ASSOCHAM, or The Associated Chambers of Commerce and Industry of India, has released data from a study conducted on the tele-density distribution among the states of India. Tele-density refers to the number of individuals presently using a cellphone or a connected device, among every 100 individuals. An important study in light of the recent influx of affordable mobile devices and the advent of 4G network, ASSOCHAM states that while states like New Delhi, the capital city of India, stands at a tele-density figure of 238, other states like Bihar, Assam, Madhya Pradesh, Uttar Pradesh and Odisha all have tele-density figures of below 70, hence stating that despite the recent telecom boom, India as a nation is far from being entirely well-connected.
As of the study’s date of publication of January 31, 2016, the national tele-density average stood at 81.82. Delhi has showed the highest rate of connectivity at 238, while the second highest is a surprise entrant in Himachal Pradesh, where most of the area falls under relatively difficult terrain. Himachal Pradesh has returned a figure of 123.19, quite impressive a figure for its geographic location. Other states that have returned satisfactory tele-density figures include Tamil Nadu, Karnataka, Kerala and Punjab.
However, the study has pointed out a stark difference in tele-density. In face of the states with prospering tele-density, Bihar has a tele-density figure of 54.25, Assam has 55.76, Madhya Pradesh has 62.33 and Uttar Pradesh has 62.74. Among other states that have tele-density below 70 is Odisha, too. ASSOCHAM’s paper states, “The Digital Divide is clearly visible between different states with some of the eastern states not finding favour with the telecom service providers. The reasons may vary between the lack of infrastructure like power availability to even indifference in terms of business opportunities. By no stretch, Madhya Pradesh can be considered a backward state. However, with a large land mass, the infrastructure like towers and cables could be an issue.”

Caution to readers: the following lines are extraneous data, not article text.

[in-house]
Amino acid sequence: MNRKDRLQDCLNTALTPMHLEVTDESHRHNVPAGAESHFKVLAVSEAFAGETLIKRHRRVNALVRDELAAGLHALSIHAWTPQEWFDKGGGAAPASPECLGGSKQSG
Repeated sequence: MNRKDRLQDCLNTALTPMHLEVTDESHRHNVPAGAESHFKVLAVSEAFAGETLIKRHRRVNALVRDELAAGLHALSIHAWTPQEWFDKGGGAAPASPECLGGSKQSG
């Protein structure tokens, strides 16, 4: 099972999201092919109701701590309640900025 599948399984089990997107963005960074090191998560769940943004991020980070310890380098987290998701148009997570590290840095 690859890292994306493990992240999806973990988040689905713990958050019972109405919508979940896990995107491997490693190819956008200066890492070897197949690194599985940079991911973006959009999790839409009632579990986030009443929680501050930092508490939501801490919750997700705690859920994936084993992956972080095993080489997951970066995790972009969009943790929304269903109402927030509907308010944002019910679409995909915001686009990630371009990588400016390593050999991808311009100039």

The recent times have seen a rise in the telecommunications sector, in multiple facets. The Government of India has given a major push towards technologically advancing India, with movements like Make in India and Digital India drawing a number of big names to the country. One of the notable participants of the Digital India programme is Intel, who is providing groups of technology innovators a space to bring connectivity and technology to rural areas. Home-grown technology is also a major focus in recent times, with Make in India seeing Moto, Xiaomi and manufacturer Foxconn set up assembly units across India.
"There is a stark digital divide, meaning that India is not completely well-connected, yet"
4G network spectrum is also taking flight, with Airtel’s 4G services already existent for over two years. Vodafone is rolling out its own service, and Reliance Jio has unveiled 4G for its employees already, at the end of 2015. Other network services to aid India’s connectivity scenario include Google’s Railwire service to bring public WiFi hotspots to railway stations, BSNL’s plan to set up 40,000 public WiFi hotspots to connect remote areas, and technology companies like Lukup Technologies coming up with Lightup, a light-powered network transmitter and receiver that acts as a wireless network provider to areas where laying fiber lines is difficult, both logistically and economically. Google’s Project Loon is also scheduled to arrive in India, after having been given the green signal.
ASSOCHAM’s study highlights a key point of concern for India, and highlights the need to further spread the network to deeper corners of the nation, which remain out of the connected environment to date. Technological awareness is also a key area, which can go hand-in-hand with better infrastructure.
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